“We’re focussed on revenue and operating margin as our primary financial metrics — and engagement (i.e., time spent) as our best proxy for customer satisfaction”, the letter reads. “Success in streaming starts with engagement. When people watch more, they stick around for longer (retention), recommend Netflix more often (acquisition) and place a higher value on our service.” In our view, it’s hard to gauge the validity of these comments.

Viewer engagement is primarily relevant for advertisers who are interested in the frequency of the exposure their commercials will get on the platform. Although it comprises over 23 million active users, Netflix’s ad-supported tier is still a relatively primitive arm that accounts for a very small part of the company’s overall business catering to approximately 260 million members.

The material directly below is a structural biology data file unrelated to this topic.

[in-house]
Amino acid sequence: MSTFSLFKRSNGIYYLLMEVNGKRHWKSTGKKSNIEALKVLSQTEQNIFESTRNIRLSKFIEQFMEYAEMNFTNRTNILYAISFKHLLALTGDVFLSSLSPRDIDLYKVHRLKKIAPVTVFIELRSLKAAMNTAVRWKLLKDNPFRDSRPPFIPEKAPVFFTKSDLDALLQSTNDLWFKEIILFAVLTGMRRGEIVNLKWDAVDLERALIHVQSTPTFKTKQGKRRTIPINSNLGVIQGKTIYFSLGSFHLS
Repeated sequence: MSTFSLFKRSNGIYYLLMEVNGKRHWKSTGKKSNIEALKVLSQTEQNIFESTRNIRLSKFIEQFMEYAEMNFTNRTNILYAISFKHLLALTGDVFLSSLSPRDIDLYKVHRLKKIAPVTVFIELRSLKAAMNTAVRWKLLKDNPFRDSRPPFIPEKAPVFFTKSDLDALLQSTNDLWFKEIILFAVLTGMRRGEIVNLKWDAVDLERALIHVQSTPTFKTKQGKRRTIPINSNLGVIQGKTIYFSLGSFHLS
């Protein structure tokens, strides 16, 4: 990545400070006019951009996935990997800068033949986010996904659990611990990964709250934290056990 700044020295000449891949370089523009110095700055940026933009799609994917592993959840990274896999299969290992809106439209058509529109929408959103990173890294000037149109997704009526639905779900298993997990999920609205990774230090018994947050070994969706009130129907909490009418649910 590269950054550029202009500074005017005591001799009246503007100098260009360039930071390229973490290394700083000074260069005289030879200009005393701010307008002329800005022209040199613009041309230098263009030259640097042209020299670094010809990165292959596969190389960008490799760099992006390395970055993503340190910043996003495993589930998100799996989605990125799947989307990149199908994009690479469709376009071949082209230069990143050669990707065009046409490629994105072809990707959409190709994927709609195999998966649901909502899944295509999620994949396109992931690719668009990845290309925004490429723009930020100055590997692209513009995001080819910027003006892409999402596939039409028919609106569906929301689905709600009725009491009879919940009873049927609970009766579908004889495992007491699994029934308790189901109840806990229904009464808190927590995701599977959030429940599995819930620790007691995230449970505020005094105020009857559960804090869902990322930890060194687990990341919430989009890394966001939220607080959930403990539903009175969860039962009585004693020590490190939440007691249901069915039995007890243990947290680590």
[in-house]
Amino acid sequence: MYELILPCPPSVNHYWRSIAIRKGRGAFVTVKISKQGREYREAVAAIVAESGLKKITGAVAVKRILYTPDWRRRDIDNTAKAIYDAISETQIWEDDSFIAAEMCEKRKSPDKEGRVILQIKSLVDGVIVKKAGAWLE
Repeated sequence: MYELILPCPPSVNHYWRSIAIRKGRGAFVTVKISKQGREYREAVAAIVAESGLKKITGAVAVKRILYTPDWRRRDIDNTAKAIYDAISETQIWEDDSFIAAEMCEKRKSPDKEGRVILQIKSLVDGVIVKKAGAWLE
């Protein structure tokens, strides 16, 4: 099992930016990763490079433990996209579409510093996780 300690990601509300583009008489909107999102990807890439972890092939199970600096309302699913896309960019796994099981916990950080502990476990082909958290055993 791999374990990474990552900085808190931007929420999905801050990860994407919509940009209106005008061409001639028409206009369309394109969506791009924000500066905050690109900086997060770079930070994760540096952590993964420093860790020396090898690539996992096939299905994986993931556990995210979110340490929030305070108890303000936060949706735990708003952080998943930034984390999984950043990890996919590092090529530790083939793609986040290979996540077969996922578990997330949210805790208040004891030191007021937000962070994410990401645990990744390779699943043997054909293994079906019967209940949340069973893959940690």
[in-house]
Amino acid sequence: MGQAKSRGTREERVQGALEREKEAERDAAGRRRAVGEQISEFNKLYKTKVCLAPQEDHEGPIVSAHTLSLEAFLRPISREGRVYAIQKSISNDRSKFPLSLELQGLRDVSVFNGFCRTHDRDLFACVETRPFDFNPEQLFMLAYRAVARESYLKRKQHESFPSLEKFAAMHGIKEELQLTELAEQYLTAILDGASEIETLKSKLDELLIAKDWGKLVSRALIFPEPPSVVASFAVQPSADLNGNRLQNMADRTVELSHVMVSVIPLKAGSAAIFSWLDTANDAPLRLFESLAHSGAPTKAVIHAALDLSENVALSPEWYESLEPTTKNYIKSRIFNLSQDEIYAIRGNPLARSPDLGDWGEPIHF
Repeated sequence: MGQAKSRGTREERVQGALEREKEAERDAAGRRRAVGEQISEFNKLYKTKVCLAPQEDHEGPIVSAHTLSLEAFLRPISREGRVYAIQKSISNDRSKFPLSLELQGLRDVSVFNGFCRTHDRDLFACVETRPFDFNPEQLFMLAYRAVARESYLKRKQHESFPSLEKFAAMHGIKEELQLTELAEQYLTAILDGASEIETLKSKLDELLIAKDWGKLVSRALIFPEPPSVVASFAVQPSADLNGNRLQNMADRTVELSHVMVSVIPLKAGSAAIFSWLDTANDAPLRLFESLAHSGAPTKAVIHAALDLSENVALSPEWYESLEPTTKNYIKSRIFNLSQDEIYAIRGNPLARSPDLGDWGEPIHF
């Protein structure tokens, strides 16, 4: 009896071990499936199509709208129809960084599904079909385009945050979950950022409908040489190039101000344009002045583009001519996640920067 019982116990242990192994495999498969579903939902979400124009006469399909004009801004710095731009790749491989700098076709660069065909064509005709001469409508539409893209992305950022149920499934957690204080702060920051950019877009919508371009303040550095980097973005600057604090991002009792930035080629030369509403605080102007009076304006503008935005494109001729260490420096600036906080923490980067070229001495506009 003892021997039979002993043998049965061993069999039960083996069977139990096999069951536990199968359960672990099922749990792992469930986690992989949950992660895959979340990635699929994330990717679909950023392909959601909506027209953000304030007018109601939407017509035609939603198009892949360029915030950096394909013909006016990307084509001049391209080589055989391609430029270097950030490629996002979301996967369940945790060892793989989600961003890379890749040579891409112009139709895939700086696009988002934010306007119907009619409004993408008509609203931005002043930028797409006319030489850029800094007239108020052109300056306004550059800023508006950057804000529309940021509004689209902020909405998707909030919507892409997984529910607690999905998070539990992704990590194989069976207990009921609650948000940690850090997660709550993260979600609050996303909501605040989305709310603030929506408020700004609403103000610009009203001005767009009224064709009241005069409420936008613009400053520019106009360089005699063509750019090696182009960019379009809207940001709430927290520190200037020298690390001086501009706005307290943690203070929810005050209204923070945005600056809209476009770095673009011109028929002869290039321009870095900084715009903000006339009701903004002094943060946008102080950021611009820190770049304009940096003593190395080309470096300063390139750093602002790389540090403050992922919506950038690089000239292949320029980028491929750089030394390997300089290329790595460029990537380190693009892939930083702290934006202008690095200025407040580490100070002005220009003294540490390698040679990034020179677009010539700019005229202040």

We’re not saying the advertising segment won’t grow, it likely will. We’re simply saying it’s far too early for engagement rates to replace subscription figures as the primary barometer of the value of Netflix’s services.

 

The decline

The markets seem to agree with us. Since the letter’s dissemination only four days ago, Netflix’s stock has tumbled 12.5%, with analysts suspecting the company may be concealing the true intentions behind its decision to stop disclosing membership figures and that it may presage a looming slowdown in subscriber growth. However, this isn’t something unseen in the arcane realm of tech stocks.